Currently, Arredondo is pursuing a Master of Science in Educational Administration and is a 2013 National Board Certified Teacher candidate. She is also part of the 2013 Teach Plus Teaching Policy Fellowship and serves as the Vice President of SFiAM’s Governing Council. She is featured in the short documentary film TEACHED Vol.1: “The Blame Game,” and is a role model for young Latinas seeking to make a difference in their communities.
Ken Robinson: How to escape education’s death valley
Sir Ken Robinson outlines 3 principles crucial for the human mind to flourish — and how current education culture works against them. In a funny, stirring talk he tells us how to get out of the educational “death valley” we now face, and how to nurture our youngest generations with a climate of possibility.
Creativity expert Sir Ken Robinson challenges the way we’re educating our children. He champions a radical rethink of our school systems, to cultivate creativity and acknowledge multiple types of intelligence.
WHY YOU SHOULD LISTEN TO HIM?
Why don’t we get the best out of people? Sir Ken Robinson argues that it’s because we’ve been educated to become good workers, rather than creative thinkers. Students with restless minds and bodies — far from being cultivated for their energy and curiosity — are ignored or even stigmatized, with terrible consequences. “We are educating people out of their creativity,” Robinson says. It’s a message with deep resonance. Robinson’s TEDTalk has been distributed widely around the Web since its release in June 2006. The most popular words framing blog posts on his talk? “Everyone should watch this.”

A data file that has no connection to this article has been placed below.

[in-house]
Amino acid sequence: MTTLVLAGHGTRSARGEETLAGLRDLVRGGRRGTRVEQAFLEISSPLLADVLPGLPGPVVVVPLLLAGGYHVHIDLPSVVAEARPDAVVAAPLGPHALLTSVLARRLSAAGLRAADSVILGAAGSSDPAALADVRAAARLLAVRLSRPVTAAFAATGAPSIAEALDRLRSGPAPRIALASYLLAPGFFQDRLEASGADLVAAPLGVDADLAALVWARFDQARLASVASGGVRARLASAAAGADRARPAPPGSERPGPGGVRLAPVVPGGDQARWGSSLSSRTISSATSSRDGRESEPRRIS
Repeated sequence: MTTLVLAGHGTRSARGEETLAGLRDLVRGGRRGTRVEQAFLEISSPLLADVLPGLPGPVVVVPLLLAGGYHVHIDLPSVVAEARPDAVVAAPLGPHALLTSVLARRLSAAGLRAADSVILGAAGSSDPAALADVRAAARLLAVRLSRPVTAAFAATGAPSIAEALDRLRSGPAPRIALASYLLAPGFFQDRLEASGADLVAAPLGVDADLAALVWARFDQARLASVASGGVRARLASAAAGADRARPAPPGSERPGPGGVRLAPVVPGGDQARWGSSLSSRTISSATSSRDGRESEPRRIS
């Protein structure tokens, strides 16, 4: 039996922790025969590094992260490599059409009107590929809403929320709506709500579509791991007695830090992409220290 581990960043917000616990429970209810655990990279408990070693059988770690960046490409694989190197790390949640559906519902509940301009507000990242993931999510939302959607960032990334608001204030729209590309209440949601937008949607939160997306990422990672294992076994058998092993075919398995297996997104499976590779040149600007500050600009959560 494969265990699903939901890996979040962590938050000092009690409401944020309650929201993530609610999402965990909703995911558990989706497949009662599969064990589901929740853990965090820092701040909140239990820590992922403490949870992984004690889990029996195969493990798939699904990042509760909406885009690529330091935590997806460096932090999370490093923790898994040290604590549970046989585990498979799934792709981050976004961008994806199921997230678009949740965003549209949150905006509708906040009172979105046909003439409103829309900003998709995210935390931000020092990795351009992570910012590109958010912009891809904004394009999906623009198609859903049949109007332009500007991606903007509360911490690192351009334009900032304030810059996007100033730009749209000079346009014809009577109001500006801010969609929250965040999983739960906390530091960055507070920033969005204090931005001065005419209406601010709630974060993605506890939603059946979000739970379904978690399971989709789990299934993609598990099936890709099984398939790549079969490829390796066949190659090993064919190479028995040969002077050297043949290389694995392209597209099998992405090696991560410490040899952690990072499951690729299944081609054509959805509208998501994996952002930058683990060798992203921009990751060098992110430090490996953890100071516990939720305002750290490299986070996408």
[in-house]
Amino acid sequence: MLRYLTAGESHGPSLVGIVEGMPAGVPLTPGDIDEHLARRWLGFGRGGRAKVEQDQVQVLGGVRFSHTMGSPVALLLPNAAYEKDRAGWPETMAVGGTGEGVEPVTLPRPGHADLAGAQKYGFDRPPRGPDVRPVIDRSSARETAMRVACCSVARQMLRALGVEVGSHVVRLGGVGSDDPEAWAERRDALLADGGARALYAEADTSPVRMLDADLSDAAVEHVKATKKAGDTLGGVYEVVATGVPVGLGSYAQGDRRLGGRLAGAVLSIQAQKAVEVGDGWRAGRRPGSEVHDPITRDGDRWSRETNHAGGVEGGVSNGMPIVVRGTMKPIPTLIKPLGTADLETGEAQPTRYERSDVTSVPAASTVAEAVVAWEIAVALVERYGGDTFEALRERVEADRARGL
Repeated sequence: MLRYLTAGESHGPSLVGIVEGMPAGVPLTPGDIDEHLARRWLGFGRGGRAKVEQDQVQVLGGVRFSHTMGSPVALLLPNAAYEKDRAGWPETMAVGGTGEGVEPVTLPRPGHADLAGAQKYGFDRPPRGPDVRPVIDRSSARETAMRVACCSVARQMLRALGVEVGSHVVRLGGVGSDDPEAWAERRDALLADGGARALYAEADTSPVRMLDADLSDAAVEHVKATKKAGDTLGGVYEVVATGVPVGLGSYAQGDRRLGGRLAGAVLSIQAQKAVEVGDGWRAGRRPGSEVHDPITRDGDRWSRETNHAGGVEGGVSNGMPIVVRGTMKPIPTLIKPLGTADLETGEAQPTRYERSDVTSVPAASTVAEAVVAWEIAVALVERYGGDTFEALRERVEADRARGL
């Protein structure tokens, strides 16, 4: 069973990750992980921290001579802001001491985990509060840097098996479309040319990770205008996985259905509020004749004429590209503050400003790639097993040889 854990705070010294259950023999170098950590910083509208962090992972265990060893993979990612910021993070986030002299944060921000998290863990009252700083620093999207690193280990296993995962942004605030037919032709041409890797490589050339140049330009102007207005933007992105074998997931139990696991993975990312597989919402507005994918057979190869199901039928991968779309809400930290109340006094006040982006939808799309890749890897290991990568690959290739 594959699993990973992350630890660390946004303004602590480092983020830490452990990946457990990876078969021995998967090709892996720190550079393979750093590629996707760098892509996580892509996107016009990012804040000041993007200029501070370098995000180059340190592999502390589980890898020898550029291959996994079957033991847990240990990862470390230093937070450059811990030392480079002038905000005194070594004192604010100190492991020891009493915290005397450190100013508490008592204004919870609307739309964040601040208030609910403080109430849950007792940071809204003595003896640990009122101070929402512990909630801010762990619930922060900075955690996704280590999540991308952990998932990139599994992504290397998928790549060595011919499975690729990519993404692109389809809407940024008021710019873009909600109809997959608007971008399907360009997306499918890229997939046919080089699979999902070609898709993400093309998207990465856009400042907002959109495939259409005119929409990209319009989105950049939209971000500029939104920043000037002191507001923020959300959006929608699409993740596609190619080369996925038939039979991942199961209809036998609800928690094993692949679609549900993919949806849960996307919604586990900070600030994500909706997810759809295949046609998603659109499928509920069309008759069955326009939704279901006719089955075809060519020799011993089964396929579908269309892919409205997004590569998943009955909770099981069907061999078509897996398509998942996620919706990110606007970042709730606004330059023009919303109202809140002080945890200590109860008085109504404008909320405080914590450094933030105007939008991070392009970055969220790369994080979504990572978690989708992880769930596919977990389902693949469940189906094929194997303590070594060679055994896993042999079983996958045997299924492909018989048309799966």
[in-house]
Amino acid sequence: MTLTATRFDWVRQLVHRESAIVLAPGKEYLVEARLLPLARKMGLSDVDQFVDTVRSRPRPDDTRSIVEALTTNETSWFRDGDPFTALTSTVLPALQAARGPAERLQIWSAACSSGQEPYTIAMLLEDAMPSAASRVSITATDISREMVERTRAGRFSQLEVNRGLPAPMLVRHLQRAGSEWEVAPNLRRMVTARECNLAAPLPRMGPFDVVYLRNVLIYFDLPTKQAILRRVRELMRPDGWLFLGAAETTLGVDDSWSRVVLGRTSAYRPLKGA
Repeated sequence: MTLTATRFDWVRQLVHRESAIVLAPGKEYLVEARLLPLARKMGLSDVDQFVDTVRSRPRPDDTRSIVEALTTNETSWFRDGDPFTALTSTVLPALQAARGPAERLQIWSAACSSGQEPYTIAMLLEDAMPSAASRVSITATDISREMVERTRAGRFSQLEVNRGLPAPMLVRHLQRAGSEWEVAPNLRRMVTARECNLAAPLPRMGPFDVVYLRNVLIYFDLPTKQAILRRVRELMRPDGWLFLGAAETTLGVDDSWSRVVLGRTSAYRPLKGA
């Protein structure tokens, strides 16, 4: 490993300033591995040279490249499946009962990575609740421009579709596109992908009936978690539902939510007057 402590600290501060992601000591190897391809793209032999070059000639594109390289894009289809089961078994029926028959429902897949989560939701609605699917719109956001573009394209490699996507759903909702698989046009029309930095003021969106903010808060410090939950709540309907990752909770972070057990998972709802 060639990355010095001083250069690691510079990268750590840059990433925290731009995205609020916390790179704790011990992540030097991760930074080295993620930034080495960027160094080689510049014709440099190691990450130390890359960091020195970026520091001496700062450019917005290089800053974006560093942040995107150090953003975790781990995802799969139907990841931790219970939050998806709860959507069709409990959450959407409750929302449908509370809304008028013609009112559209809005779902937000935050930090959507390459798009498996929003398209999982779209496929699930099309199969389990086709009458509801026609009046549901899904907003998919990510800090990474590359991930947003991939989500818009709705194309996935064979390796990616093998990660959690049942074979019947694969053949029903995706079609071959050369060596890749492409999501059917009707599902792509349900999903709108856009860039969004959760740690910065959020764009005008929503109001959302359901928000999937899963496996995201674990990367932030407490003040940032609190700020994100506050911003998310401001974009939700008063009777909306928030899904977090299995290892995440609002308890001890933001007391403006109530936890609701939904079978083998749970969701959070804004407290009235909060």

A visionary cultural leader, Sir Ken led the British government’s 1998 advisory committee on creative and cultural education, a massive inquiry into the significance of creativity in the educational system and the economy, and was knighted in 2003 for his achievements. His 2009 book, The Element: How Finding Your Passion Changes Everything, is a New York Timesbestseller and has been translated into 21 languages. A 10th anniversary edition of his classic work on creativity and innovation, Out of Our Minds: Learning to be Creative, was published in 2011. His latest book, Finding Your Element: How to Discover Your Talents and Passions and Transform Your Life, will be published by Viking in May 2013.
“Ken’s vision and expertise is sought by public and commercial organizations throughout the world.” BBC Radio 4
Ramsey Musallam: 3 rules to spark learning
It took a life-threatening condition to jolt chemistry teacher Ramsey Musallam out of ten years of “pseudo-teaching” to understand the true role of the educator: to cultivate curiosity. In a fun and personal talk, Musallam gives 3 rules to spark imagination and learning, and get students excited about how the world works.
As a high school chemistry teacher, Ramsey Musallam expands curiosity in the classroom through multimedia and new technology.
WHY YOU SHOULD LISTEN TO HIM?
Technological innovation in education can be a slow and painful process, with new technology difficult to acquire, implement and adopt. But that doesn’t stop Ramsey Musallam, a chemistry teacher at Sacred Heart Cathedral Prep in San Francisco, whose mission is “to meaningfully integrate multimedia into a hands-on, inquiry-based learning cycle” and to empower other educators to do the same. Musallam is a vocal advocate for tools like flipteaching, tabcasting, video podcasting and screencasting in the classroom. He runs the education blog Cycles of Learning, where he gives written and video tutorials on how to turn everyday apps like Google Docs, screencasting from an iOS device, YouTube, KeepVid and word clouds as effective teaching tools. Musallam received an Ed.D. from the University of San Francisco in 2010.